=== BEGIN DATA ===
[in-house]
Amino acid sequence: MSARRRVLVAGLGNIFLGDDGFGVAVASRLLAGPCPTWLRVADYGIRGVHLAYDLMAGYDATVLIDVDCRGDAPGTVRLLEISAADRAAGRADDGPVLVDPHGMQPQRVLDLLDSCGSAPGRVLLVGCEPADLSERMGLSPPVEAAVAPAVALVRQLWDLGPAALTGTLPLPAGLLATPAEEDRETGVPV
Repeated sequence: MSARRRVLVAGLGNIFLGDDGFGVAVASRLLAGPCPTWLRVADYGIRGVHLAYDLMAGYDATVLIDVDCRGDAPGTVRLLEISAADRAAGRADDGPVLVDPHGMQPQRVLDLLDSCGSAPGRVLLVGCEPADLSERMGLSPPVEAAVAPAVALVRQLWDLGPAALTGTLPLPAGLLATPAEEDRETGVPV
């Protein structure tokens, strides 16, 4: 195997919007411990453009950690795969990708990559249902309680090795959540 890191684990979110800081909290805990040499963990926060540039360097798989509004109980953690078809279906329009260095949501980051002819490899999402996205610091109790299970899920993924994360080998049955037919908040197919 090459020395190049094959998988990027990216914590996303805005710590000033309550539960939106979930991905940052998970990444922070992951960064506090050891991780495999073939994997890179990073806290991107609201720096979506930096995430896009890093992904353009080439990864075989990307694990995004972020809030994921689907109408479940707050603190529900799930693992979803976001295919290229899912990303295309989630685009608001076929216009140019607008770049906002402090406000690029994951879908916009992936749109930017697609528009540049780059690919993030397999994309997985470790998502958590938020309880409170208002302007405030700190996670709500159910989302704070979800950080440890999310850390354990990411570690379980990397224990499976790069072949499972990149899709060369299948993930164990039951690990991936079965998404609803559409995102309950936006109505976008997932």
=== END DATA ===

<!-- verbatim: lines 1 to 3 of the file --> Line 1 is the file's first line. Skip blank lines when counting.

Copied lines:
[in-house]
Amino acid sequence: MSARRRVLVAGLGNIFLGDDGFGVAVASRLLAGPCPTWLRVADYGIRGVHLAYDLMAGYDATVLIDVDCRGDAPGTVRLLEISAADRAAGRADDGPVLVDPHGMQPQRVLDLLDSCGSAPGRVLLVGCEPADLSERMGLSPPVEAAVAPAVALVRQLWDLGPAALTGTLPLPAGLLATPAEEDRETGVPV
Repeated sequence: MSARRRVLVAGLGNIFLGDDGFGVAVASRLLAGPCPTWLRVADYGIRGVHLAYDLMAGYDATVLIDVDCRGDAPGTVRLLEISAADRAAGRADDGPVLVDPHGMQPQRVLDLLDSCGSAPGRVLLVGCEPADLSERMGLSPPVEAAVAPAVALVRQLWDLGPAALTGTLPLPAGLLATPAEEDRETGVPV